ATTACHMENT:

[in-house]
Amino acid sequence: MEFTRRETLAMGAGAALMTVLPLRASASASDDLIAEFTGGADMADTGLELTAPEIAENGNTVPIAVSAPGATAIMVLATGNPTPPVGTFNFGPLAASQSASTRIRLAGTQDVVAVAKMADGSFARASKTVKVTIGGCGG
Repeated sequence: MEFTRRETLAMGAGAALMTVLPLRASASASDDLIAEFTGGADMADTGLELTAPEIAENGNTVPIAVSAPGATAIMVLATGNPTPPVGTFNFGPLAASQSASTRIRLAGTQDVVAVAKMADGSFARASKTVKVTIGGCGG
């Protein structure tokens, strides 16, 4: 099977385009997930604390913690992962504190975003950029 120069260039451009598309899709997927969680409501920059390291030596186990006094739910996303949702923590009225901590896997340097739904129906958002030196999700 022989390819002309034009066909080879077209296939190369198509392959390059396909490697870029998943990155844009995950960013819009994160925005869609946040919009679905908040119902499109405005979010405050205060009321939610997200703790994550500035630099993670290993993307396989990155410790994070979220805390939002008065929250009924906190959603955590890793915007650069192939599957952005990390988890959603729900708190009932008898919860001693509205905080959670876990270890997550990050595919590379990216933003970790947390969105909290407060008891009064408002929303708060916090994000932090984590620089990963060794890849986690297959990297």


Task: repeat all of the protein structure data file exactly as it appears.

[in-house]
Amino acid sequence: MEFTRRETLAMGAGAALMTVLPLRASASASDDLIAEFTGGADMADTGLELTAPEIAENGNTVPIAVSAPGATAIMVLATGNPTPPVGTFNFGPLAASQSASTRIRLAGTQDVVAVAKMADGSFARASKTVKVTIGGCGG
Repeated sequence: MEFTRRETLAMGAGAALMTVLPLRASASASDDLIAEFTGGADMADTGLELTAPEIAENGNTVPIAVSAPGATAIMVLATGNPTPPVGTFNFGPLAASQSASTRIRLAGTQDVVAVAKMADGSFARASKTVKVTIGGCGG
């Protein structure tokens, strides 16, 4: 099977385009997930604390913690992962504190975003950029 120069260039451009598309899709997927969680409501920059390291030596186990006094739910996303949702923590009225901590896997340097739904129906958002030196999700 022989390819002309034009066909080879077209296939190369198509392959390059396909490697870029998943990155844009995950960013819009994160925005869609946040919009679905908040119902499109405005979010405050205060009321939610997200703790994550500035630099993670290993993307396989990155410790994070979220805390939002008065929250009924906190959603955590890793915007650069192939599957952005990390988890959603729900708190009932008898919860001693509205905080959670876990270890997550990050595919590379990216933003970790947390969105909290407060008891009064408002929303708060916090994000932090984590620089990963060794890849986690297959990297």